BERYCIFORMES

Animalia – Chordata – Osteichthyes – Actinopterygii – Beryciformes
Kingdom Phylum Superclass Class Order

The etymology for the name Beryciformes has no significant historical meaning, though the suffix –iformes is used in taxonomic names of animals that share the same shape, especially prevalent in orders of birds and fish (McCarthy 2010). There are 7 families, consisting of 144 species in total, that make up this order of fishes (Nelson 2006).

5cm

Ostichthys delta

http://data.gbif.org/species/13141850/

Beryciformes are a very diverse order of ray-finned, marine fishes. Characteristics common to all Beryciformes families include “fin spines and ctenoid scales, an upper jaw bordered by the premaxillae, a ductless swim bladder, and absence of a mesocoracoid” (Bailey and Boschung, 2008). Their pelvic fin has one spine, and can have between 3 and 13 soft rays. Beryciformes have either 18 or 19 rays on their caudal fins depending on the species, and generally do not exceed 61cm. Very little is known about the life history of Beryciformes. The oldest known specimen was an Orange Roughy that was determined to be 149 years old (Danson and D’Orso 2011). It is believed that Beryciformes reproduce via external fertilization and that they are not hermaphrodites nor are they able to partake in sex reversal. They are born a specific gender and remain that gender throughout their lives (www.jiffynotes.com). The reason that so little is known about their life history may be due to the fact that their environment of deep waters is largely inaccessible and unavailable for scientists to conduct research. There is a lot of variation within the species of this order and there are not many characteristics shared by all species that fall under the order Beryciformes. However, there are a few distinguishing features among all species in this order. One of these is the Jakubowski’s organ, which is a modification to the anterior of the supraorbital and infraorbital sensory canals, or the sensory canals just above and below the eye (Nelson 2006). Some species have also developed bioluminescence as a means of signaling and communication which separates them from other species of fish (www.jiffynotes.com). Many Beryciformes have extremely large eyes. The large structure of the eye evolved to serve the function of seeing in the low light environment of the deep waters. The overall structure of Beryciformes is relatively similar to the perch that was observed in lab. Beryciformes are bony fish and they belong to the same class as perch, Actinopterygii, which represents all ray-finned fish. One physical constraint that affects Beryciformes is their habitat. Most of the species exist in very deep waters. Some live as deep as 5,000 meters. There is little light at these depths, impairing vision. Also, the sun provides many nutrients and being so far away can prevent nutrient intake. One phylogenetic constraint is the fact that some species, such as the orange roughy, reach sexual maturity late in their lives and also have sporadic reproduction. Due to this, they have higher chances of dying before being able to reproduce which can reduce their future population sizes (Lack et al. 2003).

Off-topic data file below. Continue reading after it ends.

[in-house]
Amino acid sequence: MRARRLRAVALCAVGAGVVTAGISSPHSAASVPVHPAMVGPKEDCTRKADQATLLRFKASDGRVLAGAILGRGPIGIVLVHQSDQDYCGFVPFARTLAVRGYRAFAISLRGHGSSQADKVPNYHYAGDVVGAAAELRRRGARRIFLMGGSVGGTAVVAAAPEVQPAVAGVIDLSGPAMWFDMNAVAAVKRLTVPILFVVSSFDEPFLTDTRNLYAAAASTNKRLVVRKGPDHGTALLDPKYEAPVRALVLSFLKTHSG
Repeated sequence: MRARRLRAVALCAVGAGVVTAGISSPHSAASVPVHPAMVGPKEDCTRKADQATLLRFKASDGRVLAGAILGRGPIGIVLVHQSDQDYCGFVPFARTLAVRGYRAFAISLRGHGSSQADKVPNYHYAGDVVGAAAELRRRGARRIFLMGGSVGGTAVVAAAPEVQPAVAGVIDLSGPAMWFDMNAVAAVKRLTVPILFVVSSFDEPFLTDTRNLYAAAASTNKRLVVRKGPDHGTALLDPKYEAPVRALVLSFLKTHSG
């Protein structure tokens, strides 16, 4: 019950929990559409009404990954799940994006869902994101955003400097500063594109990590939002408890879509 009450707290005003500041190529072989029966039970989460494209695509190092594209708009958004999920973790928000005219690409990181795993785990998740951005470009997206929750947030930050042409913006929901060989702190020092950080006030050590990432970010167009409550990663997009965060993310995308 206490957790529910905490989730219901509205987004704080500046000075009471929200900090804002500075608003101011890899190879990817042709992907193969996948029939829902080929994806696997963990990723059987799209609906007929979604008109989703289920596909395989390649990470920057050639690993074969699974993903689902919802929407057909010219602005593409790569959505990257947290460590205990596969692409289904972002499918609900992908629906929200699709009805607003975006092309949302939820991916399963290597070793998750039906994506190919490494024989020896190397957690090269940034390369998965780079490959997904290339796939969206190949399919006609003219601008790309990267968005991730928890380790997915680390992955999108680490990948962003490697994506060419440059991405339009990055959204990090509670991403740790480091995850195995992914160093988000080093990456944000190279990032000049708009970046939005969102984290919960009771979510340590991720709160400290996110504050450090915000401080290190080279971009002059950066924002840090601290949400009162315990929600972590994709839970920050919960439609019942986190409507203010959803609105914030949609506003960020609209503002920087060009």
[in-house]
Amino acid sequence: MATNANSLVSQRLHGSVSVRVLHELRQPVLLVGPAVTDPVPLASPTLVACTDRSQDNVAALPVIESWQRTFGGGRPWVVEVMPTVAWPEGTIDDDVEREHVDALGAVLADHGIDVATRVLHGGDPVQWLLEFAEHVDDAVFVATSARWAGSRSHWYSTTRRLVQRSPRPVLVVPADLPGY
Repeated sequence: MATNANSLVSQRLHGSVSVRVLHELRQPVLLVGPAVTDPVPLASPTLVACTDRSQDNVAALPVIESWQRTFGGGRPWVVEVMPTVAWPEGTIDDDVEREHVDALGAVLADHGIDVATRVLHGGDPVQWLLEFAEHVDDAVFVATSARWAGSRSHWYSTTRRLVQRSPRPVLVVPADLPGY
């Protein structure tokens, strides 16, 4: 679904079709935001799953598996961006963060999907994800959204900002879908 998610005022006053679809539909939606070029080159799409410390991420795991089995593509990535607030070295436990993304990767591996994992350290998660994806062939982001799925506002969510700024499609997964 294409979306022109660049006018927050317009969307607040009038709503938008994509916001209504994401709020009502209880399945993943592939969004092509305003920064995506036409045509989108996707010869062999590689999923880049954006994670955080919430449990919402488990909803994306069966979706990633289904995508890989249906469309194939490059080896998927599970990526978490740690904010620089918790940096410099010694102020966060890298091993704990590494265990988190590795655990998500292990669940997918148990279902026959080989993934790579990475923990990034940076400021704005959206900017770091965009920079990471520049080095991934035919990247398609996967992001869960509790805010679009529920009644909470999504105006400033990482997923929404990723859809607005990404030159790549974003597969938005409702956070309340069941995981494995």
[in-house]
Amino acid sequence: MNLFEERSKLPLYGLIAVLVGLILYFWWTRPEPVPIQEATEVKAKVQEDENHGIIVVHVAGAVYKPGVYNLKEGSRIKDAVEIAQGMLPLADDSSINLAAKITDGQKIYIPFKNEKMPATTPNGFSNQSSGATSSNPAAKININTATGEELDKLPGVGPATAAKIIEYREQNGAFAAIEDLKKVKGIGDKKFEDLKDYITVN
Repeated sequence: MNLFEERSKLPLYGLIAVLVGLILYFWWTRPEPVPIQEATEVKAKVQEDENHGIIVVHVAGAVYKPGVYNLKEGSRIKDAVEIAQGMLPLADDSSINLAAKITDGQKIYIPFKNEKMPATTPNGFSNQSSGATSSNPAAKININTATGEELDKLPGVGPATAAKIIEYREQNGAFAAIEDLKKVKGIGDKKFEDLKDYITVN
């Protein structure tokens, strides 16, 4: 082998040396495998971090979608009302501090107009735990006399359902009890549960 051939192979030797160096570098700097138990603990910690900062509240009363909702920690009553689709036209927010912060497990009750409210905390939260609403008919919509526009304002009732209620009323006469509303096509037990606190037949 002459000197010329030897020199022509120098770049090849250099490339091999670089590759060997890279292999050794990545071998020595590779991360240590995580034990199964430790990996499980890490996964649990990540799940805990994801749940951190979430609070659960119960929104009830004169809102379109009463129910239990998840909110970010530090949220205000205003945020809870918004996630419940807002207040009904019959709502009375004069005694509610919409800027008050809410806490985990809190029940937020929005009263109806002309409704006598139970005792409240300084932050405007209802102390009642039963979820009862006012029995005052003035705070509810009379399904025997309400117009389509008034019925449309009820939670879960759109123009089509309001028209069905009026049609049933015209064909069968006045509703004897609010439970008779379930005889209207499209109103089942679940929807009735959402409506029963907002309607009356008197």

References
Bailey, R. M. and Boschung, H. 2008. “Beryciformes”. AccessScience. McGraw-Hill Companies. <http://www.accessscience.com/content/Beryciformes/079500 > Danson, T. and D’Orso, M. Oceana: Our Endangered Oceans and what we can do to save them. New York: Rodale Inc., 2011. Pp. 166-170. Gale Group. “Beryciformes.” Jiffynotes. Oct 2 2011. http://www.jiffynotes.com/a_study_guides/book_notes/grze_05/grze_05_00301.html Lack, M., Short, K. and Willock, A. Managing risk and uncertainty in deep-sea fisheries: Lessons from the Orange Roughy. WWF. 2003. McCarthy, Eugene. “Root Word Dictionary.” Macroevolution.net. Oct 2 2011. http://www.macroevolution.net/root-word-dictionary.html Nelson, J.S. Fishes of the World. New Jersey: John Wiley & Sons Inc., 2006.

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